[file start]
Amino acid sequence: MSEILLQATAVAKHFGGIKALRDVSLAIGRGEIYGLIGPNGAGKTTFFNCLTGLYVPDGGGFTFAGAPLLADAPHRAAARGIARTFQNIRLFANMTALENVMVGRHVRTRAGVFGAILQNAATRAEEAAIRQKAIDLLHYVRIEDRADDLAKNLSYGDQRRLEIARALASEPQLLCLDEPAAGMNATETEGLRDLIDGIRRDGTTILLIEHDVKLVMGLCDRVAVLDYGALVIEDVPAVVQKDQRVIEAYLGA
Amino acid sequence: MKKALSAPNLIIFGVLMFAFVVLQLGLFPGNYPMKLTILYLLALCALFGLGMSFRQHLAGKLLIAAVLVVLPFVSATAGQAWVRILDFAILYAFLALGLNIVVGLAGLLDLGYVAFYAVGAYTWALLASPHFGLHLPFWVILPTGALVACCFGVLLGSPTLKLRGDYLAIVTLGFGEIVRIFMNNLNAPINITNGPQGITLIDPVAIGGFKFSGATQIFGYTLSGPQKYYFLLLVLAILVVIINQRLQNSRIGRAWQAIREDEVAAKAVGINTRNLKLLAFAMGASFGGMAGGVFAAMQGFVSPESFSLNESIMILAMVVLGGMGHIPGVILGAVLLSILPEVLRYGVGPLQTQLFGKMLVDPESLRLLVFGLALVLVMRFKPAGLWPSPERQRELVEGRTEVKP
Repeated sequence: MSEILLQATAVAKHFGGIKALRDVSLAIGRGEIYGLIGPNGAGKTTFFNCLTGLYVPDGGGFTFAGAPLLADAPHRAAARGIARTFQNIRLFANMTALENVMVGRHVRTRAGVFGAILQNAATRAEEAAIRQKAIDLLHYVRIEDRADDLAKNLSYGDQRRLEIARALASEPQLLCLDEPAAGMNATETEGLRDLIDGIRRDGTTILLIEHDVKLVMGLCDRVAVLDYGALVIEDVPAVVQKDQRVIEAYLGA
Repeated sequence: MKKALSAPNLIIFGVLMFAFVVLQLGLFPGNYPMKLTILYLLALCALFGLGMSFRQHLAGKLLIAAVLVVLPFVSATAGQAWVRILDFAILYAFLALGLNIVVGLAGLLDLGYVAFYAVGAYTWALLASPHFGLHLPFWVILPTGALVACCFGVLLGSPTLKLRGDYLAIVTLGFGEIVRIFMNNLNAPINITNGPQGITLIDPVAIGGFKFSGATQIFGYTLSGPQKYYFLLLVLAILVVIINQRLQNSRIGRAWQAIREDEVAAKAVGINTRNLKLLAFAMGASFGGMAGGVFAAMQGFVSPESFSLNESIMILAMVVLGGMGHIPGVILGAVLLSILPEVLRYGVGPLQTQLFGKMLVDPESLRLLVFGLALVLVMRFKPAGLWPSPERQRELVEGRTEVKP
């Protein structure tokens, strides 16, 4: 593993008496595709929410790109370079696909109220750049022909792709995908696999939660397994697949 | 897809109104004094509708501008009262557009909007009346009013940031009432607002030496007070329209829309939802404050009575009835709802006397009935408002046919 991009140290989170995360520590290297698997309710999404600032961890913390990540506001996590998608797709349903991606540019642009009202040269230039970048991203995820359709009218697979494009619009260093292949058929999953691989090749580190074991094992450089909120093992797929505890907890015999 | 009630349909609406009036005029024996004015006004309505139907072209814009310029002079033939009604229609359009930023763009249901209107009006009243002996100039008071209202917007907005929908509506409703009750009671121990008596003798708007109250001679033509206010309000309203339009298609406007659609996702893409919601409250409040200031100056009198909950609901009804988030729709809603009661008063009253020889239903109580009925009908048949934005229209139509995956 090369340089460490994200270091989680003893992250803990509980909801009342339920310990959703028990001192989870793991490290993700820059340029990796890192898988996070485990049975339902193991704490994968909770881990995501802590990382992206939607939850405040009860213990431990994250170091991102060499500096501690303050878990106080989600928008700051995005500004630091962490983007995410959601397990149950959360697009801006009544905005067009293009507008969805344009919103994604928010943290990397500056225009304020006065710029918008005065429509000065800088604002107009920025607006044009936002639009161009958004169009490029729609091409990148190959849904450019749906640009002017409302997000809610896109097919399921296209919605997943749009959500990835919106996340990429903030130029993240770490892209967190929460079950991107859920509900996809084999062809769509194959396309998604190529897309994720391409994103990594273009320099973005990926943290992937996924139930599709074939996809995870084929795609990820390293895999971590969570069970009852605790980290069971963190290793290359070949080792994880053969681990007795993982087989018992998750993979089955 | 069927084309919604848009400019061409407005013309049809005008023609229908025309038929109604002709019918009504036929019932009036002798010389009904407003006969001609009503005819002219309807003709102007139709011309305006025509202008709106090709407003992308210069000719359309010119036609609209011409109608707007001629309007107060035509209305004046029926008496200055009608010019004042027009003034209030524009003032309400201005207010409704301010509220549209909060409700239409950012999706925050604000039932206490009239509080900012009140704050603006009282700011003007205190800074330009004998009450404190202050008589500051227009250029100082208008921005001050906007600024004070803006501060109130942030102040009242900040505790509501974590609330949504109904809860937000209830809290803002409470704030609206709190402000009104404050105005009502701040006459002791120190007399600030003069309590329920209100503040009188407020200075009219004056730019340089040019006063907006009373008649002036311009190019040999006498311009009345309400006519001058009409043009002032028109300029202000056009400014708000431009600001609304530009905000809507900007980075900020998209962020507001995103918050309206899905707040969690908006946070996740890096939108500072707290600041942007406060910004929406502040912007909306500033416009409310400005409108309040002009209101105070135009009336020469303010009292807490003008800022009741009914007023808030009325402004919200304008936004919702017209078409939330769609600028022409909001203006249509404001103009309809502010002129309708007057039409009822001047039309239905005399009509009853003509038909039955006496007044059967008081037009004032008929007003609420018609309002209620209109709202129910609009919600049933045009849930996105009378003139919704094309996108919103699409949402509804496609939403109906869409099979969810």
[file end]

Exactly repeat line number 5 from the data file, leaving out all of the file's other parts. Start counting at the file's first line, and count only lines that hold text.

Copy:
């Protein structure tokens, strides 16, 4: 593993008496595709929410790109370079696909109220750049022909792709995908696999939660397994697949 | 897809109104004094509708501008009262557009909007009346009013940031009432607002030496007070329209829309939802404050009575009835709802006397009935408002046919 991009140290989170995360520590290297698997309710999404600032961890913390990540506001996590998608797709349903991606540019642009009202040269230039970048991203995820359709009218697979494009619009260093292949058929999953691989090749580190074991094992450089909120093992797929505890907890015999 | 009630349909609406009036005029024996004015006004309505139907072209814009310029002079033939009604229609359009930023763009249901209107009006009243002996100039008071209202917007907005929908509506409703009750009671121990008596003798708007109250001679033509206010309000309203339009298609406007659609996702893409919601409250409040200031100056009198909950609901009804988030729709809603009661008063009253020889239903109580009925009908048949934005229209139509995956 090369340089460490994200270091989680003893992250803990509980909801009342339920310990959703028990001192989870793991490290993700820059340029990796890192898988996070485990049975339902193991704490994968909770881990995501802590990382992206939607939850405040009860213990431990994250170091991102060499500096501690303050878990106080989600928008700051995005500004630091962490983007995410959601397990149950959360697009801006009544905005067009293009507008969805344009919103994604928010943290990397500056225009304020006065710029918008005065429509000065800088604002107009920025607006044009936002639009161009958004169009490029729609091409990148190959849904450019749906640009002017409302997000809610896109097919399921296209919605997943749009959500990835919106996340990429903030130029993240770490892209967190929460079950991107859920509900996809084999062809769509194959396309998604190529897309994720391409994103990594273009320099973005990926943290992937996924139930599709074939996809995870084929795609990820390293895999971590969570069970009852605790980290069971963190290793290359070949080792994880053969681990007795993982087989018992998750993979089955 | 069927084309919604848009400019061409407005013309049809005008023609229908025309038929109604002709019918009504036929019932009036002798010389009904407003006969001609009503005819002219309807003709102007139709011309305006025509202008709106090709407003992308210069000719359309010119036609609209011409109608707007001629309007107060035509209305004046029926008496200055009608010019004042027009003034209030524009003032309400201005207010409704301010509220549209909060409700239409950012999706925050604000039932206490009239509080900012009140704050603006009282700011003007205190800074330009004998009450404190202050008589500051227009250029100082208008921005001050906007600024004070803006501060109130942030102040009242900040505790509501974590609330949504109904809860937000209830809290803002409470704030609206709190402000009104404050105005009502701040006459002791120190007399600030003069309590329920209100503040009188407020200075009219004056730019340089040019006063907006009373008649002036311009190019040999006498311009009345309400006519001058009409043009002032028109300029202000056009400014708000431009600001609304530009905000809507900007980075900020998209962020507001995103918050309206899905707040969690908006946070996740890096939108500072707290600041942007406060910004929406502040912007909306500033416009409310400005409108309040002009209101105070135009009336020469303010009292807490003008800022009741009914007023808030009325402004919200304008936004919702017209078409939330769609600028022409909001203006249509404001103009309809502010002129309708007057039409009822001047039309239905005399009509009853003509038909039955006496007044059967008081037009004032008929007003609420018609309002209620209109709202129910609009919600049933045009849930996105009378003139919704094309996108919103699409949402509804496609939403109906869409099979969810």